When mentioning Marchibroda at the press conference, it was as if Belichick became a different person. He smiled. Yeah, smiled. And then he gushed — yeah, gushed! — about the good, old days on that Colts staff. He used to drive the coaches to Memorial Stadium. They stayed in a Howard Johnson’s.

The quotes are memorable. I used them in the newspaper story, then again in my 2013 book 100 Things Colts Fans Should Know & Do Before They Die. Chapter 65 is entitled, “Bill Belichick Started as a Colt.”

“I worked right outside of Earl Weaver’s office,” Belichick said of his Memorial Stadium trappings near the old Baltimore Orioles manager’s workplace. “I wrote down all of the films. Every player was all on one card. Punch out the holes, put an ice pick in, drop the cards out, do the breakdowns, do probably 15 to 20 for (assistant coach) Maxie Baughan and the defensive coaches in the old Baltimore Memorial Stadium.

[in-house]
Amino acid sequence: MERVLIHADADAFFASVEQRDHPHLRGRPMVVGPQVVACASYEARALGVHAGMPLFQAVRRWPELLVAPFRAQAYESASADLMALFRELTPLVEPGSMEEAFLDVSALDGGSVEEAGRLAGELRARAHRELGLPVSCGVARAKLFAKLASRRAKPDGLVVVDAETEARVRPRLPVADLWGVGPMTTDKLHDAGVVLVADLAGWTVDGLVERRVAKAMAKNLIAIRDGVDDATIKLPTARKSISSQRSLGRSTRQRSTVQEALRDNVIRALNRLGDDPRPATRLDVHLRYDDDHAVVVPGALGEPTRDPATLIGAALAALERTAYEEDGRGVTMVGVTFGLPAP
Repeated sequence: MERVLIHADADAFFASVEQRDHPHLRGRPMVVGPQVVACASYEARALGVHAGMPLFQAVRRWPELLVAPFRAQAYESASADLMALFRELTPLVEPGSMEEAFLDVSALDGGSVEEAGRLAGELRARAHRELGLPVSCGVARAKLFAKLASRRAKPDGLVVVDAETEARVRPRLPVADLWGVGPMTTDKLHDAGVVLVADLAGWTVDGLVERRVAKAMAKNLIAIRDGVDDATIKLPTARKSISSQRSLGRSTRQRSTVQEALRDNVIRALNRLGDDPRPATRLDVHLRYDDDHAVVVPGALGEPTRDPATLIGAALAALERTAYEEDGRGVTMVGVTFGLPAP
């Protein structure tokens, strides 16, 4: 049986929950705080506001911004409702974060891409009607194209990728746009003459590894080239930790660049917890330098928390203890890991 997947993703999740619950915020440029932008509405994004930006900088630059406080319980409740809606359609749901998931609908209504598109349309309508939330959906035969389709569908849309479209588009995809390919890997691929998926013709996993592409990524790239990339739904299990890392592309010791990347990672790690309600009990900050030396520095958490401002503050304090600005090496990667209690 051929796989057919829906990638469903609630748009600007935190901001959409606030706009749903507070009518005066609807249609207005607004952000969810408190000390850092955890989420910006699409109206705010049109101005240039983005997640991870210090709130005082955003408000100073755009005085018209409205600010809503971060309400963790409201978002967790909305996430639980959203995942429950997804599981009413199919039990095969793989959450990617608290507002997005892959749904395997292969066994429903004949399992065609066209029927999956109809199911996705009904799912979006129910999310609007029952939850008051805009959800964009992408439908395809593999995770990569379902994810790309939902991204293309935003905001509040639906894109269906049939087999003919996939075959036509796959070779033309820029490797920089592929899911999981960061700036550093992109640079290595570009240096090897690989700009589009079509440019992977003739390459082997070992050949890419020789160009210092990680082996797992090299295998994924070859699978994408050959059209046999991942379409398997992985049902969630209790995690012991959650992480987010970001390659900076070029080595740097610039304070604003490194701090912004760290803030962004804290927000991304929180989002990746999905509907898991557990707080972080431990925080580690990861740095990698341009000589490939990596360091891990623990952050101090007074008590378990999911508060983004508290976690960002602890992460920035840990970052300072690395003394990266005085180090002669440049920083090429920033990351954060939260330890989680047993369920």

“I remember that. I learned probably more football in that room — it was a cinderblock closet, really — but I probably learned more football than any place else I’ve ever been. It was like a graduate course in football.”

Belichick was paid $25 per week and free lodging at that Howard Johnson’s.

“I’m deeply indebted to Ted for giving me that opportunity,” Belichick said. “There was no financial reward to it, but there was a personal and professional reward that I could never repay him for.”

We met at the door after the interview and he asked me how Marchibroda was doing. An assistant was reminding Belichick of a meeting, but he assured there was time to chat some more. And this man known for such a dispassionate look gushed some more. I thanked him for sharing the memories and he reciprocated with an appreciative farewell.

There have been more run-ins since then, but nothing like that chat in Foxborough.